UN calls for harsher sanctions on Myanmar’s wealthy military
The organisation has urged the international community to sever links with the armed forces’ dizzying economic holdings that ‘dwarf those of any other civilian company in the country’
Jakarta — Tougher sanctions are needed against Myanmar’s wealthy and powerful military as its web of economic interests has generated a fortune that helps fund atrocities, UN investigators said on Monday.
The organisation urged the international community to sever links with the armed forces’ dizzying economic holdings — that they said dwarf those of any other civilian company in Myanmar.
Cutting ties will “impair [the army’s] ability to carry out military operations without oversight and thus reduce violations of human rights”, said Marzuki Darusman, chair of the fact-finding mission, ahead of the launch of the report in Jakarta.
The team in 2018 called for Myanmar’s senior generals to be prosecuted for genocide after a 2017 crackdown forced about 740,000 Rohingya Muslims into Bangladesh.
In addition to extensive local partnerships, at least 15 foreign firms have joint ventures with the military, according to the UN report, while 44 others have some form of commercial ties.
“These numbers really are the tip of the iceberg,” investigator Christopher Sidoti said.
Two main military-owned conglomerates — Myanmar Economic Holdings Limited (MEHL) and Myanmar Economic Corporation (MEC) — as well as numerous subsidiaries and “crony companies” have interests in everything from jade and ruby mining to real estate and tourism.
The military also controls two large banks.
But the companies do not release full financial results to the public, shielding themselves from public scrutiny.
The UN probe argued that the army’s “business empire” allows it to evade accountability and oversight.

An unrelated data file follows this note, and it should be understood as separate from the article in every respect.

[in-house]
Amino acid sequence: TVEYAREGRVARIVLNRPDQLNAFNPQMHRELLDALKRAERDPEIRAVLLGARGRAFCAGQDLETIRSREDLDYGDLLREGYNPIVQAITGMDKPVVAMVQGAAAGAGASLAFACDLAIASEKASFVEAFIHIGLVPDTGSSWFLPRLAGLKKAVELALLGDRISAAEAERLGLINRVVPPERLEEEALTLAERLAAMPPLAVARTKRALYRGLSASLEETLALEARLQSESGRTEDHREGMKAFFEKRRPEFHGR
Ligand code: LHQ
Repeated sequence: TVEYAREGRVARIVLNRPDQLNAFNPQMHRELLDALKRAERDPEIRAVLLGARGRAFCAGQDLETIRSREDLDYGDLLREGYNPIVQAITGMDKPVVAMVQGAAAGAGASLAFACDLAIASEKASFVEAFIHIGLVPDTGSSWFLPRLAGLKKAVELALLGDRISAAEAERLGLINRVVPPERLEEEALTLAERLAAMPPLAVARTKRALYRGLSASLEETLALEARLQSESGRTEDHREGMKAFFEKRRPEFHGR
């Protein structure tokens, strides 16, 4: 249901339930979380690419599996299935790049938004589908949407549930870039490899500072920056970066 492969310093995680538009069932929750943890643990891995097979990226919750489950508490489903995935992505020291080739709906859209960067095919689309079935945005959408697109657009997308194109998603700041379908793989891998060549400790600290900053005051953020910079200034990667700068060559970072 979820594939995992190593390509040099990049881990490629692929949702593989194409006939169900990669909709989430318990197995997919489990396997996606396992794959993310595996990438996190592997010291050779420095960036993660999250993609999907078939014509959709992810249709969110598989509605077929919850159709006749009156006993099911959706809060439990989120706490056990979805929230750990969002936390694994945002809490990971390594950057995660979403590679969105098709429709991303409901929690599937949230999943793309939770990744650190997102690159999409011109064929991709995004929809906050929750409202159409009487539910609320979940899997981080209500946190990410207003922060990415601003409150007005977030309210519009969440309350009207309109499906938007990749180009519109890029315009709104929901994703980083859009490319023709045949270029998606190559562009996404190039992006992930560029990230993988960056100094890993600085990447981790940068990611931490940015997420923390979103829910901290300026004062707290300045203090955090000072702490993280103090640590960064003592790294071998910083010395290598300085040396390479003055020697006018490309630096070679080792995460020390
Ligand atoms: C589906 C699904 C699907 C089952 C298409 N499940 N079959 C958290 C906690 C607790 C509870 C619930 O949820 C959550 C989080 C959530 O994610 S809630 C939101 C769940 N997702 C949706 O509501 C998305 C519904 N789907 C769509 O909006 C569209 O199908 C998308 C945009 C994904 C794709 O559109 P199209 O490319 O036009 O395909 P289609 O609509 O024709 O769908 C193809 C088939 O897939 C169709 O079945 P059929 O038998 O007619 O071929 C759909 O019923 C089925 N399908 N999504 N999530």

The 111-page report also detailed how dozens of private companies donated more than $10m to the military amid operations against the Rohingya.
They later helped finance development projects, assisting the military to “erase evidence of Rohingya belonging to Myanmar”.
Sidoti said he found it shocking that so many firms contributed.
“It’s not as though businesses didn’t know what was going on. They did,” he said.
The report demanded criminal investigations into these companies and urged for a complete ban on arms sales to Myanmar.
Watchdog Global Witness called the report a rallying cry.
“Global governments and companies who find themselves connected to a military company can therefore no longer plead ignorance,” said campaign leader Paul Donowitz.
A spokesperson for Myanmar’s military said he was unable to comment.
The report comes after the US announced a travel ban on Myanmar’s army chief in July, the strongest censure yet from a western power since the Rohingya crisis.
The military remains politically powerful in the country despite a transition to democratic rule launched in 2011.
It still controls a quarter of parliament and three key ministries, including defence.